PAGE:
A Gibson Girl Romance

PrintPrintEmailEmail

Our readers will recall the author of this story as the charming lady who in our June, 1965, issue described the colorful events that have kept Wickford, Rhode Island, where she spent her turn-of-the-century summers, a very lively place. Wickford was—and it remains —a small town, but it has by no means been the entire compass of Mrs. Hinckley’s life. She comes of an old Providence family, of that class of sweet-faced Edwardian young ladies who took the Grand Tour—or several tours—of Europe and came home with enough memories to last a lifetime. Time might color the memories a bit, and blur the precisions of time and place, but the story is affecting, and a nice one to remember.

—The Editors

One autumn—it was 1903, as I remember—we were delayed in London until nearly Christmas. I had gone to Europe with my mother and two sisters to put the girls in a French boarding school, but our maid, Marie, became very ill in London and it wasn’t until one day in December that we left Charing Cross Station for Dover and the Channel boat. It was raining hard, but we had a comfortable second-class carriage to ourselves; we settled Marie with pillows behind her back. Mother, my sisters, and I sat anywhere, surrounded by our luggage.

There seemed to be a good deal of commotion at the station as we left, but we did not pay any attention.

When we reached Dover the rain was still streaming down, and a howling gale was blowing. Why we did not think of waiting until the storm was over, I do not know. We hustled aboard the boat and Mother said to me, “We will sit here and wait. Go and try to get a stateroom to put Marie in. I think it is going to be very rough.”

We had two porters carrying our bags. One porter put his down beside Mother, received his pay, and left. I turned and saw our other porter going into a stateroom with the rest of our bags, among them the one that held all our tickets and valuables. I darted after him frantically.

As I got to the closed door of the stateroom and started to go in, I was grabbed by the arms by two of the biggest liveried footmen I had ever seen. I struggled to get free, saying, “The porter is stealing our bags and tickets! I must get them! Let me go!” Nothing happened.

Just then the door of the stateroom opened and our porter came out. Sitting opposite the door at a table were three men, two in uniform flanking a third in civilian clothes. I screamed to our porter, “You have stolen my luggage!” and appealed to the men not to let him get away. Dead silence …

After a little, the man in the middle said something to the footmen holding me. They pushed me into the room and closed the door behind me, never relaxing their grip on my arms. For once I knew what fear was. I was desperate at our plight. I had failed Mother and had lost our tickets, our valuables, and our letters of credit. I didn’t know what to do or how to get away.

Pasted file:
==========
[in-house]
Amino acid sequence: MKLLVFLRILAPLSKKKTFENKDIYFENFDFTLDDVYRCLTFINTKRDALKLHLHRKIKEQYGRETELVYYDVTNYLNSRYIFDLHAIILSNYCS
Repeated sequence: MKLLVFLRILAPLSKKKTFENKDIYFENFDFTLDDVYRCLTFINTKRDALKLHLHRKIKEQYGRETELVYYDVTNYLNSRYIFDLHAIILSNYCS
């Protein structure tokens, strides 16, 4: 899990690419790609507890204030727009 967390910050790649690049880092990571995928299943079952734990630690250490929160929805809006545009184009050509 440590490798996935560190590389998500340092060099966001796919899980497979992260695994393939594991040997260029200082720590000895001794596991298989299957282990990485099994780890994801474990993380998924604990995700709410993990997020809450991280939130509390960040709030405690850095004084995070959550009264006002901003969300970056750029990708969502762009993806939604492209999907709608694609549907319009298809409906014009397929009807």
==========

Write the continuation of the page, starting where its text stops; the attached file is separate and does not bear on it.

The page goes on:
Sensing that the young civilian was the person in authority, I turned on him. “How dare you bring me in here and steal our things?” I shouted.

He looked terribly surprised and said, in perfect English, “Mademoiselle is an American.”

“Yes, I am. But that is no reason for you to be a thief.”

“Please, Mademoiselle.” Then he said something else to my captors, and they let my arms go. Finally able to move, I was turning to go out when I suddenly saw, in a corner, Mother’s cape and the precious bags.

“Those are my bags and my mother’s cape!” I cried, pointing to them.

“Oh, Mademoiselle—I am sorry,” he said, standing up for the first time. He asked some questions. All the men shook their heads. “Do not think too badly of us. It was a mistake. I do not know how your things got here.”

“Of course you know how they got here,” I stormed at him. “You thought you saw an easy way to steal some nice things. You are a miserable thief. Now, let me go.”

“Please don’t go. Do sit down and tell me where you came from. Are you going to Paris?”

“Sit down with a robber?” I sneered. “No!”

“Then will you not shake hands, as this is all a mistake?”

“Shake hands? Of course not. I wouldn’t touch you with a ten-foot pole. I want my things and I want to get out of here.”

I pointed out our belongings to the footmen, who carried them out. I took the ticket bag in my hand and went outside. What a storm had blown up! Mother had found a stateroom, and the footmen put our things in it. She was furious with me for going off and leaving her, and she had been worried about the luggage.

I was too dazed to explain.

My sister Gladys said we were lucky to get a stateroom. “The Grand Duke Michael, the Czar’s brother, is on board,” she explained, “and has taken nearly all the staterooms. He has just been on a state visit to England and is going back to Russia. He is young and terribly good-looking, the stewardess says.”

So that was who the “robber” was! I felt faint. I had to have air, and in spite of the storm I went out on deck and hung over the rail on the lee side. How rough it was! I would probably have been seasick if I had not been so excited.

I had been standing there about fifteen minutes when I sensed someone beside me. I looked up and there was the Grand Duke. He looked scared to death and his voice trembled as he said in a rush, “Don’t be cross—there is so little time. Do tell me your name. You know I did not mean to cause you trouble.”